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Introduction to Doing Research

For those new or returning to research, this guide will help you to plan your research projects and use the library more effectively.

Anatomy of a scholarly article

A scholarly, journal article is commonly a research study or in-depth literature review of a topic. 

A table showing the anatomy of a scholarly article. For the text, click the Word document below the graphic/image

How to recognize a scholarly, peer-reviewed article

What is a scholarly, peer-reviewed journal article?

Scholarly articles are sometimes "peer-reviewed" or "refereed" because they are evaluated by other scholars or experts in the field before being accepted for publication.  A scholarly article is commonly an experimental or research study, or an in-depth theoretical or literature review. It is usually many more pages than a magazine article.

The clearest and most reliable indicator of a scholarly article is the presence of references or citations. Look for a list of works cited, a reference list, and/or numbered footnotes or endnotes. Citations are not merely a check against plagiarism. They set the article in the context of a scholarly discussion and provide useful suggestions for further research. 

Many of our databases allow you to limit your search to just scholarly articles. This is a useful feature, but it is not 100% accurate in terms of what it includes and what it excludes. You should still check to see if the article has references or citations.

The table below compares some of the differences between magazines (e.g. Psychology Today) and journals (e.g Journal of Abnormal Psychology).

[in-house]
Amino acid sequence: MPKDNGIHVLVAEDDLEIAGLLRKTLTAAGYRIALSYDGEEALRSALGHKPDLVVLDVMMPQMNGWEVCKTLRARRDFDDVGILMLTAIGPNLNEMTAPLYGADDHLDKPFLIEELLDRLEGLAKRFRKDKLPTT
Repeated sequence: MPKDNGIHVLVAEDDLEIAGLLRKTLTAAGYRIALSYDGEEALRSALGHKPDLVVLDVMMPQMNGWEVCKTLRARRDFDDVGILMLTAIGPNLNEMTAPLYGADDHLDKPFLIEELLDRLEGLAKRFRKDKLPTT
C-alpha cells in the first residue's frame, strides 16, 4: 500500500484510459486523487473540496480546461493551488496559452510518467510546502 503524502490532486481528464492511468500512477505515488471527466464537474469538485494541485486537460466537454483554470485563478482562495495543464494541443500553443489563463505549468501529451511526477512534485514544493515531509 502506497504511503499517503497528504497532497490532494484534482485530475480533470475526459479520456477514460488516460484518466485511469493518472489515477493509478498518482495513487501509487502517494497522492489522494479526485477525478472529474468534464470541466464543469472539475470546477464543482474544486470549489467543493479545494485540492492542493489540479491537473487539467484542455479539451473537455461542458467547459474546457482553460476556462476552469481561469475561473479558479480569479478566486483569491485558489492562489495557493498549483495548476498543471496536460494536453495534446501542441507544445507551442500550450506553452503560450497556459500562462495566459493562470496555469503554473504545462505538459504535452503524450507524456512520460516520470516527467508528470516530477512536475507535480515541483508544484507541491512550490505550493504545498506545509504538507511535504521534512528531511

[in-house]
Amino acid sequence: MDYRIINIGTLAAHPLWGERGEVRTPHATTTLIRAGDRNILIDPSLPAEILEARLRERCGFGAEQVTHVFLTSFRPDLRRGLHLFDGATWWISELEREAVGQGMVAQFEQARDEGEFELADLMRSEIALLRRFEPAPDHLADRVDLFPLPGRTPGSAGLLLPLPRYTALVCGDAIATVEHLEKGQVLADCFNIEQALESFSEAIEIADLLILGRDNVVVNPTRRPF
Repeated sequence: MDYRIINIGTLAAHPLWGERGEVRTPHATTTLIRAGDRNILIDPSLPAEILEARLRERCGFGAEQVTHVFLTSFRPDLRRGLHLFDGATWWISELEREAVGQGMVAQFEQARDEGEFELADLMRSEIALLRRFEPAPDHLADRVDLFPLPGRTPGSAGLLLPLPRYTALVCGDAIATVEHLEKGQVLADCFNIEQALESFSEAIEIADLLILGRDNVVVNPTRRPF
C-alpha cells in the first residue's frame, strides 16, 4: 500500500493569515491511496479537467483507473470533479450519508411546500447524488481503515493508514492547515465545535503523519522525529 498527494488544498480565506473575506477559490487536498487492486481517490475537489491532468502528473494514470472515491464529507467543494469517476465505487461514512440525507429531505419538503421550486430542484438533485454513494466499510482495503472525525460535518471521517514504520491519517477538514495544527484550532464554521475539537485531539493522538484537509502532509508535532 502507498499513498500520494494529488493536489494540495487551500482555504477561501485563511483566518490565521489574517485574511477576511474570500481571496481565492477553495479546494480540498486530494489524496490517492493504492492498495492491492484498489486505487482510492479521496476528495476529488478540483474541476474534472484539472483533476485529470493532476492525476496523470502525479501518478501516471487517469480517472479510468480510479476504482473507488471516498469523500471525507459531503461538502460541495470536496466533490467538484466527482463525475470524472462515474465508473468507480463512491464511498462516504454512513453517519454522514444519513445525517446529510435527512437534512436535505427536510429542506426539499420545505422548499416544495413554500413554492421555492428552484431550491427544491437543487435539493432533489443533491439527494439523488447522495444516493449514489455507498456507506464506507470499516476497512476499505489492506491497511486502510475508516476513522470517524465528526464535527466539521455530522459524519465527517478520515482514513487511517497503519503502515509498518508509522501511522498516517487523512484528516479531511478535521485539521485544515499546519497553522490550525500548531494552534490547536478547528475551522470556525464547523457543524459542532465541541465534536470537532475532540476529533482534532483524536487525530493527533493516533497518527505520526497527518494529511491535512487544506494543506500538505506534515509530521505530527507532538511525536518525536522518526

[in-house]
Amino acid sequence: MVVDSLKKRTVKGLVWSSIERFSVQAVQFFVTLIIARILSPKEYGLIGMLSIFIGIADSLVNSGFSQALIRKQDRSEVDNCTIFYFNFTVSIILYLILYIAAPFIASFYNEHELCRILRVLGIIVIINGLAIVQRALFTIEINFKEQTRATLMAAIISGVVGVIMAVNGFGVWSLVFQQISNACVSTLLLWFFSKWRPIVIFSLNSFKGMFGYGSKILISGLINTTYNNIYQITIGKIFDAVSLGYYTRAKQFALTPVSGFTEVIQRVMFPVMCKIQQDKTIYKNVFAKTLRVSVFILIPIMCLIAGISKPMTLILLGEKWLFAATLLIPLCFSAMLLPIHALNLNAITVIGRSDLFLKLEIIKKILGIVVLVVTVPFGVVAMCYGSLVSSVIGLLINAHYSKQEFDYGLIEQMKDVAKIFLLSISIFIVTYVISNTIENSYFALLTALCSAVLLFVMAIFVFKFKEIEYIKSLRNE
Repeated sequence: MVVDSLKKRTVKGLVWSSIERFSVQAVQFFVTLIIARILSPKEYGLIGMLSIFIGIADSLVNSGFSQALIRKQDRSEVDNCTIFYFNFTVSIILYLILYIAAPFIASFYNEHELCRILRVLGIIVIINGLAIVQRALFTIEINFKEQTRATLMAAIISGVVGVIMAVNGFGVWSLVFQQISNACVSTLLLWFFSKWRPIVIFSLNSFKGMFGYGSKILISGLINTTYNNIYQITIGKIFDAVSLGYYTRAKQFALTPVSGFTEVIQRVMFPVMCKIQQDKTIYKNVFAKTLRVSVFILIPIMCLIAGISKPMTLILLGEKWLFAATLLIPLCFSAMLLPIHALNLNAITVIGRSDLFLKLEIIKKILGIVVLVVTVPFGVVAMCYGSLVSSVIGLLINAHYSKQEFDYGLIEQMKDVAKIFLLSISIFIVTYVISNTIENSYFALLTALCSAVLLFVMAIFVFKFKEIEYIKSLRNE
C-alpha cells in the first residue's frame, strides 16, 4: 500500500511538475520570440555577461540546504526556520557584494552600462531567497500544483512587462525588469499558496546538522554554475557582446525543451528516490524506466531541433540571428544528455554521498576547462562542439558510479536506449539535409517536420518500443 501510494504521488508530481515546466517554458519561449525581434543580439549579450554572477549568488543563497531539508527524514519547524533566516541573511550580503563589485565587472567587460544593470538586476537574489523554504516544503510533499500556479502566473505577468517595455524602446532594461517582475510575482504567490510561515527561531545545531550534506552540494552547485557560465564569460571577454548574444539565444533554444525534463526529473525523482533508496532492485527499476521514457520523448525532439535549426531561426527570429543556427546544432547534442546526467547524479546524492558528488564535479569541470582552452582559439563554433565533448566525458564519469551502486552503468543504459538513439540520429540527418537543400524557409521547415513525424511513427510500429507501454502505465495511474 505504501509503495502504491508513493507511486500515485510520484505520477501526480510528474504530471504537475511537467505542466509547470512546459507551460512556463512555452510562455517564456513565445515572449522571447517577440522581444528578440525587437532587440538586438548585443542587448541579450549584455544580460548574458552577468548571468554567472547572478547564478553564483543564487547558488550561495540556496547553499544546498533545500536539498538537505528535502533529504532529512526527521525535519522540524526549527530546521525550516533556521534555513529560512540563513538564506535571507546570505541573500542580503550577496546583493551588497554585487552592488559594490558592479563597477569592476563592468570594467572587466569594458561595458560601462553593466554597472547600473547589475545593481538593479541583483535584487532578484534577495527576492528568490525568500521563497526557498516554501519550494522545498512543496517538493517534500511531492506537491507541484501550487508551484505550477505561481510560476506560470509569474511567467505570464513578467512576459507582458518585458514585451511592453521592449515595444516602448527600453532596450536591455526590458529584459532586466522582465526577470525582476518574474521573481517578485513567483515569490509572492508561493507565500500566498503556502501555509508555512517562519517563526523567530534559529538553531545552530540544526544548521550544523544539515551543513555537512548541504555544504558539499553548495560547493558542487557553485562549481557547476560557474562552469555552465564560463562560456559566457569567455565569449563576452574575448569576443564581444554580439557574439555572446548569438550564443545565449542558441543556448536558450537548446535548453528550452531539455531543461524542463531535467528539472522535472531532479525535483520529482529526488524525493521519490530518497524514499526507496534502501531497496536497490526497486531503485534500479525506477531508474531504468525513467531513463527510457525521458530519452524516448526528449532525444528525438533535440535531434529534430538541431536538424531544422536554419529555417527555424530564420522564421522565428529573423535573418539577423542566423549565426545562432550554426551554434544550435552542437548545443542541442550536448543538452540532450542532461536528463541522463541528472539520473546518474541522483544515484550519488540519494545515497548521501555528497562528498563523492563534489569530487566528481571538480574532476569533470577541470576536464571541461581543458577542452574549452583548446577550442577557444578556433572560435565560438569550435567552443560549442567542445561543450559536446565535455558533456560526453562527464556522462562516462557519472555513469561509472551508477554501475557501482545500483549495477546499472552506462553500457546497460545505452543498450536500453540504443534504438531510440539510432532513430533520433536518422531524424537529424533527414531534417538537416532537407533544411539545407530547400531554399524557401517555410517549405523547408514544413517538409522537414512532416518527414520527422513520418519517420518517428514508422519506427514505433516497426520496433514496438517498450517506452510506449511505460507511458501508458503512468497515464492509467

Comparing popular magazines and scholarly journals
  Popular magazines Scholarly journals
Reference list, citations no yes
Appearance flashy cover, photographs, advertisements mostly text, often graphs and charts of data, few ads
Titles short and catchy long and precise
Article length short long
Audience general public students, professionals, researchers
Authors staff writers, journalists practitioners, theorists, educators
Peer-review no yes
Publisher commercial company educational institution or professional organization

How to find scholarly, peer-reviewed articles

Is it scholarly or popular?

A table showing the difference between a scholarly and a popular article. For the text, click the Word document below the graphic/image

Evaluating sources

How can you tell if the information you find is trustworthy? Sometimes information can be unreliable, especially when dealing with online sources. If you're not sure about a source, just ask yourself, is it CRAAP?

The CRAAP Test is a list of questions that can help you more effectively evaluate information:

Currency - the timeliness of the information.

  • When was the information first published?
  • For websites, when was the page last updated?
  • Does this topic require up-to-date information (like medicine and science)?

Relevance - the usefulness of the information to your needs.

  • Does the information answer your research question?
  • Is the information at the right level (not too basic or too advanced)? 
  • Have you considered other possible sources before selecting this one?

Authority - the source of the information.

  • What are the author's credentials/qualifications?
  • Is there an organization sponsoring the research?
  • Does the author provide any contact information?

Accuracy - the reliability and truthfulness of the information.

  • Does the author provide evidence to support his or her claims?
  • Has the information been reviewed by an editor?
  • Is the language and tone neutral and unbiased?

Purpose - the reason the information exists in this format.

  • Is the information meant to inform, entertain, or persuade?
  • Do the authors/sponsors make their purpose/intention clear?
  • Are there political, cultural, religious, or personal biases?

The CRAAP test was developed by staff at Meriam Library, California State University, Chico